'Baby Talk' Is Really Helping Baby Learn
MONDAY, Dec. 13, 2021 (HealthDay News) -- You may feel silly doing it, but baby talk helps your infant learn the basics of human language, a new study suggests.
By mimicking the sound of a smaller vocal tract, baby talk guides babies on how words should sound coming out of their own mouths, the researchers explained.
"It seems to stimulate motor production of speech, not just the perception of speech," said study author Matthew Masapollo, an assistant professor in the University of Florida's Department of Speech, Language, and Hearing Sciences.
"It's not just goo-goo ga-ga," he said in a university news release.
In this study, Masapollo and his colleagues changed the frequency of sounds to mimic either an infant or adult vocal tract, and assessed infants' reactions.
Babies who were 6 to 8 months old "displayed a robust and distinct preference for speech with resonances specifying a vocal tract that is similar in size and length to their own," the study authors wrote.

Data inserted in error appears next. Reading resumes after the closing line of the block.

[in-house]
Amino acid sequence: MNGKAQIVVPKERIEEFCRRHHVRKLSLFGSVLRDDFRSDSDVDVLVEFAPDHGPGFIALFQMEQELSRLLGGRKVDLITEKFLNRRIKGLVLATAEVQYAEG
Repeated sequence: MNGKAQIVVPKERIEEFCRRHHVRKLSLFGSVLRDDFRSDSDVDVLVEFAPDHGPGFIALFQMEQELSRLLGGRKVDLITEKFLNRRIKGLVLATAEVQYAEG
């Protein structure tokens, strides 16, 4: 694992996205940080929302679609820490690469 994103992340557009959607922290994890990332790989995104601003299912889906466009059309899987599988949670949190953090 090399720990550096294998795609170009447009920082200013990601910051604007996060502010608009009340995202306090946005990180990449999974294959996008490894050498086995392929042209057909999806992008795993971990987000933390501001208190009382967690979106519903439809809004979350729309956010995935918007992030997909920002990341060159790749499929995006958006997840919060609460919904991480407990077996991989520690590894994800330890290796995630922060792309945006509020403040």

However, 4- to 6-month-old babies didn’t have that preference. It may be that older babies’ emerging ability to control their voices and produce words out of babble makes the infant-like sounds more appealing to them, the researchers suggested.
The study was published Dec. 10 in the Journal of Speech, Language and Hearing Research.
Baby talk may sound simple but it is accomplishing a lot, according to study co-author Linda Polka, from McGill University in Montreal.
"We're trying to engage with the infant to show them something about speech production," Polka said in the release. "We're priming them to process their own voice."
While parents are sometimes discouraged from engaging in baby talk, this research shows the patterns associated with such talk could play an important role in helping infants develop speech.
The American Academy of Pediatrics has more on infant language development.
SOURCE: University of Florida, news release, Dec. 10, 2021